Primus - Green Naugahyde
Prawn Song
13 songs (51 minutes)
Release year: 0
Reviewed by Jake
Major event

The long-awaited studio return by raving mad alt-rock minstrels Primus doesn't waste any time. With the exception of brief intro and outro tracks, the band's usual circus-tent theatrics are jettisoned, and though a few of the songs run quite long, the structures have been streamlined just enough that they all seem to stride right along from start to finish. It's a surprising approach to the comeback album by a band long known for tongue-in-cheek grandiosity, and the result is something that definitely sounds like a Primus album but doesn't really feel like one. To diehard fans, that may be a disappointment; but given that accusations of padding and filler are among the most common criticisms against the band, plenty of folks may find the change perfectly welcome. In any case, there's no reason Les Claypool and company should have felt like they needed to distract from the songs; Green Naugahyde is a thoroughly solid piece of work that ranks somewhere above 1995's Tales From the Punchbowl in the band's impressive discography.

The core of the band's sound is the same as always—idiosyncratic, technical bass playing driving bizarre beat-heavy rock/metal songs, spiced with atmospherically spare guitar parts and punctuated by busy drums. Every single Primus album has delivered a fresh take on that idea, though, and Green Naugahyde is no exception. Claypool (the band's frontman and bass guitarist extraordinaire) has said that the new album reminds him of Frizzle Fry-era Primus, but there's little of that album's high energy or groundbreaking quasi-thrash horseplay on display here. Green Naugahyde sounds more like a calmed-down take on the sliding, muddy, playful darkness of Pork Soda and parts of Tales From the Punchbowl, filtered through the ideas Claypool has experimented with in other projects during Primus' decade-long recording hiatus. (Aficionados will recognize a great deal of Fearless Flying Frog Brigade in the sound, especially in the prevalence of the weird laser-twang bass effect Claypool used on songs like Buzzards of Green Hill). The vibe is relaxed but subtly needling; the music is much more calm, but the echoey effects and the implacable creepiness that were always behind the cartoony polka-metal nonsense are still there.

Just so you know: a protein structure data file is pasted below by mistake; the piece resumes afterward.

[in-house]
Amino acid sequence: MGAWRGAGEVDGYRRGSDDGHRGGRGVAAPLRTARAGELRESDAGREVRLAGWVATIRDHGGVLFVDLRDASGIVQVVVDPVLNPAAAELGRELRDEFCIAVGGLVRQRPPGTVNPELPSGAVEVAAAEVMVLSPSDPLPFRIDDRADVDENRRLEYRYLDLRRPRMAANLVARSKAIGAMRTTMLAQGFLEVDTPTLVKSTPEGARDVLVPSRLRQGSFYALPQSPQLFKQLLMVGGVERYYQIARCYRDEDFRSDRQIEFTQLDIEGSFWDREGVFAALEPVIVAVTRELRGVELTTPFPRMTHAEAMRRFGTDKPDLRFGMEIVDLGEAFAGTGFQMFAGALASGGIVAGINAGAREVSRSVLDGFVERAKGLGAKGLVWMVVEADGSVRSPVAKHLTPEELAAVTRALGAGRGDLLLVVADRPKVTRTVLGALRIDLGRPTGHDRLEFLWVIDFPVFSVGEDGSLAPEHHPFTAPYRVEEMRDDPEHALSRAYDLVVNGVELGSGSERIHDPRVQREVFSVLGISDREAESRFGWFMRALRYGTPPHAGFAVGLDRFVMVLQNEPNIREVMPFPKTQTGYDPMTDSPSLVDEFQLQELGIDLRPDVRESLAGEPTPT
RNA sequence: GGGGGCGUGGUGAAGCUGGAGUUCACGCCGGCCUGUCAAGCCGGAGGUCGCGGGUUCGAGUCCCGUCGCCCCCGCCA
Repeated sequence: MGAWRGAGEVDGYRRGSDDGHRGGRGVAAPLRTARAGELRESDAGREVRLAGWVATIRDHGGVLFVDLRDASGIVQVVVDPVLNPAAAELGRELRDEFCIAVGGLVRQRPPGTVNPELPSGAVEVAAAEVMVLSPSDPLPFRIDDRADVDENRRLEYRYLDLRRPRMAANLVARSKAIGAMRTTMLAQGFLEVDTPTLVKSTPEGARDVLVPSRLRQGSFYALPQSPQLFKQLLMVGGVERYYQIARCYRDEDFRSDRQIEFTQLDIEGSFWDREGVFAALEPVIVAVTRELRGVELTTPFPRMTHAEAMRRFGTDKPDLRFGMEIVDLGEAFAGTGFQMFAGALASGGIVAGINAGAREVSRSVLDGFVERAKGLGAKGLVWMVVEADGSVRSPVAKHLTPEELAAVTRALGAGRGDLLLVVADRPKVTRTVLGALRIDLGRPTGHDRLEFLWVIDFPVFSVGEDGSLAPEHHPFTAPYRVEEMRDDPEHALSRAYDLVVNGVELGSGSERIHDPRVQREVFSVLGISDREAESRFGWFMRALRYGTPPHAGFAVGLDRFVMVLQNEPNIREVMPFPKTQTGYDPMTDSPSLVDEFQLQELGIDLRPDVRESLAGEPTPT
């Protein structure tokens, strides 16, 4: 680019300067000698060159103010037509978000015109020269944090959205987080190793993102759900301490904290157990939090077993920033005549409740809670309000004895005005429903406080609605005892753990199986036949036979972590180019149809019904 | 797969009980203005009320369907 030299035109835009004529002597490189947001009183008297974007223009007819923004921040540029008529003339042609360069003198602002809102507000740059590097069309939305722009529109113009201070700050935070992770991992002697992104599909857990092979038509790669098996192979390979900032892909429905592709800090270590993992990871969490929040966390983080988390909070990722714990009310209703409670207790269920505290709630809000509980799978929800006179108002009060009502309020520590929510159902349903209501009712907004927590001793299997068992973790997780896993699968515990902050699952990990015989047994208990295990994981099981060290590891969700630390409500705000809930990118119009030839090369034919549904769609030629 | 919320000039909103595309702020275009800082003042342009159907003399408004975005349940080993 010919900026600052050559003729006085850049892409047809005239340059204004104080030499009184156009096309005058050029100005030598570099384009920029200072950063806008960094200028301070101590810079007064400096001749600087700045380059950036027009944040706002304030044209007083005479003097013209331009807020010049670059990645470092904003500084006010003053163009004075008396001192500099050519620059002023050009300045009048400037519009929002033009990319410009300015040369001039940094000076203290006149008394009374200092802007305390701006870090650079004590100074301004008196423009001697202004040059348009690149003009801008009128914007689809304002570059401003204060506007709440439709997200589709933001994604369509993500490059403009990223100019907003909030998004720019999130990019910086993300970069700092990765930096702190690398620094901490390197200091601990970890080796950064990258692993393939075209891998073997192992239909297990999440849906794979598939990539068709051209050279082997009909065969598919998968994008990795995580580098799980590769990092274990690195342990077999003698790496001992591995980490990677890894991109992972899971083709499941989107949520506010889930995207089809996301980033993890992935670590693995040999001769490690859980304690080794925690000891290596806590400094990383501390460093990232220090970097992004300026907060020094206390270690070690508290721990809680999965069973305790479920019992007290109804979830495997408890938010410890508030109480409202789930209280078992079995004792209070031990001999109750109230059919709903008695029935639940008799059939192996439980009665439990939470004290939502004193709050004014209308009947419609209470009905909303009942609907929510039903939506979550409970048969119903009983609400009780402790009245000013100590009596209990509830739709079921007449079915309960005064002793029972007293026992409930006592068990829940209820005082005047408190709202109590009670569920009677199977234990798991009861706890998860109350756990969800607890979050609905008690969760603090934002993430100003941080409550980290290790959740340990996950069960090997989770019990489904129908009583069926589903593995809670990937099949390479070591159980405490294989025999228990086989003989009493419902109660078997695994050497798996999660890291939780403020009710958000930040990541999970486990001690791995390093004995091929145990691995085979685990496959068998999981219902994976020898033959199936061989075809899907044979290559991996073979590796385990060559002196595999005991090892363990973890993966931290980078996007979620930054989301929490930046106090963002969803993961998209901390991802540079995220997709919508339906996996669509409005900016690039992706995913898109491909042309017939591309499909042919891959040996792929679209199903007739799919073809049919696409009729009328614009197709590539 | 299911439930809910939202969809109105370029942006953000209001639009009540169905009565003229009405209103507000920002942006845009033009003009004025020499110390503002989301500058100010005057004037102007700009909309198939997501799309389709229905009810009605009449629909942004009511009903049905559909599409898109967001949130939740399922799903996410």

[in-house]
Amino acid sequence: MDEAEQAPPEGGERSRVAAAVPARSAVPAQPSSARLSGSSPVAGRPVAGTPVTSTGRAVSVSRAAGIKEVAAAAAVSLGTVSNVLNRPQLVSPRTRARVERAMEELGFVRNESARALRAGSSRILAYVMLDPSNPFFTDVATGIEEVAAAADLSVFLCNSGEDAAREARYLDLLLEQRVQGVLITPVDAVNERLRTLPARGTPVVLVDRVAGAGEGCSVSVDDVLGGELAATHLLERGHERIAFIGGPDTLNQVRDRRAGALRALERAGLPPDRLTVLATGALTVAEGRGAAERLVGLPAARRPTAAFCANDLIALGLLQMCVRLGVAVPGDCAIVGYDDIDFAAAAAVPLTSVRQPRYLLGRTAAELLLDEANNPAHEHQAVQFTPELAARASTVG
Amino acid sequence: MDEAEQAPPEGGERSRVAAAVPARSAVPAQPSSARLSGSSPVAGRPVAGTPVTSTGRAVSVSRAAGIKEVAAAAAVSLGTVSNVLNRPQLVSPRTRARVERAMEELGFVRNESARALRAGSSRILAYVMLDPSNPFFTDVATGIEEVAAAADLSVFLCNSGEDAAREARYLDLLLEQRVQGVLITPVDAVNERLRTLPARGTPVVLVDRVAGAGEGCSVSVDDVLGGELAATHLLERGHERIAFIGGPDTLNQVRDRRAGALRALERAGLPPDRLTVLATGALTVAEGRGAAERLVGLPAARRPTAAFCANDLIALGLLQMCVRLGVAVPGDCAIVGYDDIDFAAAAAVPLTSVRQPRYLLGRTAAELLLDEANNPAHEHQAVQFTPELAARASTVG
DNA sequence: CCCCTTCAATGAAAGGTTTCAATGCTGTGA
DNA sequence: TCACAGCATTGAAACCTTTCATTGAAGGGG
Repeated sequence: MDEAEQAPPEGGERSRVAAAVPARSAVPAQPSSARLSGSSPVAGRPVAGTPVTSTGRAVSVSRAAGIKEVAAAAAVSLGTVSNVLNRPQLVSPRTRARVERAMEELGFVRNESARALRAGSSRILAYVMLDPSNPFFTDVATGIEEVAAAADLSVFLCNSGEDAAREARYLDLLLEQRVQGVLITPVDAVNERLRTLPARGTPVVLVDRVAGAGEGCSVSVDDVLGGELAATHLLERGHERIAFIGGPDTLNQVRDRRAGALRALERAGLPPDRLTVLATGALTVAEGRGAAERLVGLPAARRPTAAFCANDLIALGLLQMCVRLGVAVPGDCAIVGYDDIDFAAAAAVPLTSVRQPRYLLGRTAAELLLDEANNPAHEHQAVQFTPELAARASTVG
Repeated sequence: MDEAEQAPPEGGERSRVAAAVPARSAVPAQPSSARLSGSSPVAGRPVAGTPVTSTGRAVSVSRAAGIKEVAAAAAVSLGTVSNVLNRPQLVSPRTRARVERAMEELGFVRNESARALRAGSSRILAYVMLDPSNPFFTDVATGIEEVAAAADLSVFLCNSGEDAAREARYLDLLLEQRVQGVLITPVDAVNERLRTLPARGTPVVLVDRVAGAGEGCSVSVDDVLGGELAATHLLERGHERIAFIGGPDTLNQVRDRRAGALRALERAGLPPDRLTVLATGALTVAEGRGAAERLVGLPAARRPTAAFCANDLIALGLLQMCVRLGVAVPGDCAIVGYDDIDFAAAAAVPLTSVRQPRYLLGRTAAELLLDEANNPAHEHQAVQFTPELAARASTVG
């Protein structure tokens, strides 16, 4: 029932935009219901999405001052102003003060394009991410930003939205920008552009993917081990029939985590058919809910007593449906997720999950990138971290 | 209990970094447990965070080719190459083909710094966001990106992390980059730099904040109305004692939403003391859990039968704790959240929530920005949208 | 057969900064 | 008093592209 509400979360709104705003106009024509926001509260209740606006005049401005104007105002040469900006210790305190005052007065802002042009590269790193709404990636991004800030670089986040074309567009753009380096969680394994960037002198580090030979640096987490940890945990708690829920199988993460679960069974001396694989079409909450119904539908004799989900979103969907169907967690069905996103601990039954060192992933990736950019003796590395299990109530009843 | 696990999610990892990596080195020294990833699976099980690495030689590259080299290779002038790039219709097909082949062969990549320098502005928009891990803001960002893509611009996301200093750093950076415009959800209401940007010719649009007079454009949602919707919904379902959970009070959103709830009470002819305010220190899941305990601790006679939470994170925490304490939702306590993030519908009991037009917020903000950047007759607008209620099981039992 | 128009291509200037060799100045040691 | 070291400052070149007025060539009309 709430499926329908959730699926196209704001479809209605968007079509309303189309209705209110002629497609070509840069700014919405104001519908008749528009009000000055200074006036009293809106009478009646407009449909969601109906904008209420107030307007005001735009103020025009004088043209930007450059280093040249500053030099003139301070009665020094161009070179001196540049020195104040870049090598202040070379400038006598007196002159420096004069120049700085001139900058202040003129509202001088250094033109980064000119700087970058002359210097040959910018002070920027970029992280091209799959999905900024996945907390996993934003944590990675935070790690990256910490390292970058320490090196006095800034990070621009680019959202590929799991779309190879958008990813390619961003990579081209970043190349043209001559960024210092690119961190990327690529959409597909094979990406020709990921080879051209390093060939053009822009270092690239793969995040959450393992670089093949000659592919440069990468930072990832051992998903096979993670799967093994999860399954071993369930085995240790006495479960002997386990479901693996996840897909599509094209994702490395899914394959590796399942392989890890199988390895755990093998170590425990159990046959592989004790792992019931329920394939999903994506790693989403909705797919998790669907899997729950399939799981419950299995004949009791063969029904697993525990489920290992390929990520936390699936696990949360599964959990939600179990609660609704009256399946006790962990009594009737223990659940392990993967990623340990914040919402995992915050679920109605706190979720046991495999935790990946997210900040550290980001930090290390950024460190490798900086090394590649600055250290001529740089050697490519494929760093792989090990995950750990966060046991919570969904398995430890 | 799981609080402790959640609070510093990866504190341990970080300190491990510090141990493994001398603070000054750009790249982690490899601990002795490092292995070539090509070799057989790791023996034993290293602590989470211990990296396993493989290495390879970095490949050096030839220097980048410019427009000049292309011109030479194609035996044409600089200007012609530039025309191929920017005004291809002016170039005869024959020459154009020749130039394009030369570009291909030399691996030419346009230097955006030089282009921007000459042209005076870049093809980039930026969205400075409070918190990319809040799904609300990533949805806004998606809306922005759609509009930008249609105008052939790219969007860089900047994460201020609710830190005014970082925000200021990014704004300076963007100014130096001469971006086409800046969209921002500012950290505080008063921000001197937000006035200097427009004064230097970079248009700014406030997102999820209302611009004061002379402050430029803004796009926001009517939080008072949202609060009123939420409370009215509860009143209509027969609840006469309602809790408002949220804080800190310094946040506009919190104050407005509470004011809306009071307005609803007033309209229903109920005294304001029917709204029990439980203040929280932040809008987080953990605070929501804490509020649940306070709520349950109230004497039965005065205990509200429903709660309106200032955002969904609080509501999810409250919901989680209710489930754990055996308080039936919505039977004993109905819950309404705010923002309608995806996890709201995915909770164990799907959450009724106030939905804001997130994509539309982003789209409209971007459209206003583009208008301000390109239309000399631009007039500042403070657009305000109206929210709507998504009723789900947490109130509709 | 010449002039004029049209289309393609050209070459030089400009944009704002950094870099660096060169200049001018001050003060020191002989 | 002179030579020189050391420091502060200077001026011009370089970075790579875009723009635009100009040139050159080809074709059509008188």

Fans who come to Primus mainly for the technical virtuosity will be fairly disappointed here. There's a more explicit emphasis on the funk elements of Primus' sound than ever before, and where Claypool used to create bizarre and memorable riffs by applying slap-bass technique to what might otherwise have sounded like metal guitar licks, here he mostly uses the slap technique the way God intended: to create rhythmic and driving but ultimately intuitive bass grooves. He's still in the foreground 100% of the time, and still finds plenty of room for creative and distinctly Claypool bass playing, but gone are boundary-smashing slap/mute riffs that made songs like Tommy the Cat and My Name is Mud classics. Add to that the fact that phenomenal original drummer Tim Alexander, who left in the mid-90s but reunited with the band for occasional touring during the recording hiatus, has opted out again. He's replaced here by frequent Claypool collaborator Jay Lane (who is technically the original Primus drummer; he played with the band in the years before they began recording), and though Lane is a massively talented guy, there's never been a better fit for Claypool's extravagances than Alexander. Imagine Neil Peart of Rush if he'd been taught how to play drums by an uncontacted tribe deep in Africa. That's essentially what Alexander sounded like, and Lane's nuanced but comparatively straightforward approach can't compare in the rhythmically zany world of Primus. Most disappointingly, Larry Lalonde is given very little room to maneuver. He's one of the most creative rock guitarists of all time, and he's largely wasted here. He's an audible presence, and gets in plenty of nicely counterintuitive riffs—check out his pedal-note noodling in the intro to the bright and lurching Tragedy's a-Comin'–but his brilliant solos are all but gone. When he does take a solo, it's always a fairly traditional-sounding one. That was always part of his playing and he remains excellent at making it sound fresh, but the dissonant shredding heard on Jerry Was a Racecar Driver and Pilcher's Squad and the gigantic, effects-laden, what-the-fuck-just-happened-in-my-brain explosions he unleashed on tracks like My Name is Mud and The Heckler are gone. The fact that ol' Ler never gets to be loud and terrifying is the biggest black mark against the album.

The mellower instrumental approach runs a serious risk of alienating fans with expectations, but that's par for the course with comeback albums, and the songwriting is so groovy and confident that anyone who gives the album a fair shake is bound to be won over. It should be said, too, that these songs sound as though they've got a lot of room for the virtuosic jams that have become staples of Primus concerts in the hiatus era. Here's hoping the new tunes take up a prominent spot alongside the old favorites—especially if they come in forms that let Ler Lalonde show off more.

Killing Songs :
Hennepin Crawler, Last Salmon Man (Fisherman's Chronicles, Part IV), Extinction Burst
Jake quoted 89 / 100
Other albums by Primus that we have reviewed:
Primus - Tales From the Punchbowl reviewed by Crash and quoted 90 / 100
Primus - Sailing The Seas Of Cheese reviewed by Goat and quoted 77 / 100
Primus - Frizzle Fry reviewed by Goat and quoted 86 / 100
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